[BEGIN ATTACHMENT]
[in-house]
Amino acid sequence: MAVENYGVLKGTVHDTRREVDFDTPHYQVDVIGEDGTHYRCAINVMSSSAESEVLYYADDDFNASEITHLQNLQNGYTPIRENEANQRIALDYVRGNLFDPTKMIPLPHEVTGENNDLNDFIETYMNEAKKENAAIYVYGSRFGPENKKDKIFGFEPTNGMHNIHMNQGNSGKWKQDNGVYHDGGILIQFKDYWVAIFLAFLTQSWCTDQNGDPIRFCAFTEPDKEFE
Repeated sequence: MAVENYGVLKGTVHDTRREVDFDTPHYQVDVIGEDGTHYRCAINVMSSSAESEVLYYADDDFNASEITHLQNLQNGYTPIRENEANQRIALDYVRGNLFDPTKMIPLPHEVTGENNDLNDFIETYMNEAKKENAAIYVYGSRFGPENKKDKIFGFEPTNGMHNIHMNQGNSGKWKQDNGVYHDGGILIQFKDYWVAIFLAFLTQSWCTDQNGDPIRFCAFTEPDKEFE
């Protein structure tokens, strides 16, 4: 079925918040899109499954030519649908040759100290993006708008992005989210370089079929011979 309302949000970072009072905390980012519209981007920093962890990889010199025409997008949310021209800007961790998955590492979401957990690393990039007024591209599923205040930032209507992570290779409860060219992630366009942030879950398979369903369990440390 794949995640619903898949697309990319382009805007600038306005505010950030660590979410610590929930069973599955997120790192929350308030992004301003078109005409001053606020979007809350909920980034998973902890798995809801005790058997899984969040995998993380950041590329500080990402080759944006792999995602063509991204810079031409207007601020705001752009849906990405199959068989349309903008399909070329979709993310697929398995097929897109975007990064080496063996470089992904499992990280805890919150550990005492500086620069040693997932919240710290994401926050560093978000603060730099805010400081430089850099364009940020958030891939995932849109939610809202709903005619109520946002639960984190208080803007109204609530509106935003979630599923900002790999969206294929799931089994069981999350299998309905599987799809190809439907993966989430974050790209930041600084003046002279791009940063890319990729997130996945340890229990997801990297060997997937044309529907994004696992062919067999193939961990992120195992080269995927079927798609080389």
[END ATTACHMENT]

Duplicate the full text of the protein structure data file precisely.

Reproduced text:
[in-house]
Amino acid sequence: MAVENYGVLKGTVHDTRREVDFDTPHYQVDVIGEDGTHYRCAINVMSSSAESEVLYYADDDFNASEITHLQNLQNGYTPIRENEANQRIALDYVRGNLFDPTKMIPLPHEVTGENNDLNDFIETYMNEAKKENAAIYVYGSRFGPENKKDKIFGFEPTNGMHNIHMNQGNSGKWKQDNGVYHDGGILIQFKDYWVAIFLAFLTQSWCTDQNGDPIRFCAFTEPDKEFE
Repeated sequence: MAVENYGVLKGTVHDTRREVDFDTPHYQVDVIGEDGTHYRCAINVMSSSAESEVLYYADDDFNASEITHLQNLQNGYTPIRENEANQRIALDYVRGNLFDPTKMIPLPHEVTGENNDLNDFIETYMNEAKKENAAIYVYGSRFGPENKKDKIFGFEPTNGMHNIHMNQGNSGKWKQDNGVYHDGGILIQFKDYWVAIFLAFLTQSWCTDQNGDPIRFCAFTEPDKEFE
């Protein structure tokens, strides 16, 4: 079925918040899109499954030519649908040759100290993006708008992005989210370089079929011979 309302949000970072009072905390980012519209981007920093962890990889010199025409997008949310021209800007961790998955590492979401957990690393990039007024591209599923205040930032209507992570290779409860060219992630366009942030879950398979369903369990440390 794949995640619903898949697309990319382009805007600038306005505010950030660590979410610590929930069973599955997120790192929350308030992004301003078109005409001053606020979007809350909920980034998973902890798995809801005790058997899984969040995998993380950041590329500080990402080759944006792999995602063509991204810079031409207007601020705001752009849906990405199959068989349309903008399909070329979709993310697929398995097929897109975007990064080496063996470089992904499992990280805890919150550990005492500086620069040693997932919240710290994401926050560093978000603060730099805010400081430089850099364009940020958030891939995932849109939610809202709903005619109520946002639960984190208080803007109204609530509106935003979630599923900002790999969206294929799931089994069981999350299998309905599987799809190809439907993966989430974050790209930041600084003046002279791009940063890319990729997130996945340890229990997801990297060997997937044309529907994004696992062919067999193939961990992120195992080269995927079927798609080389």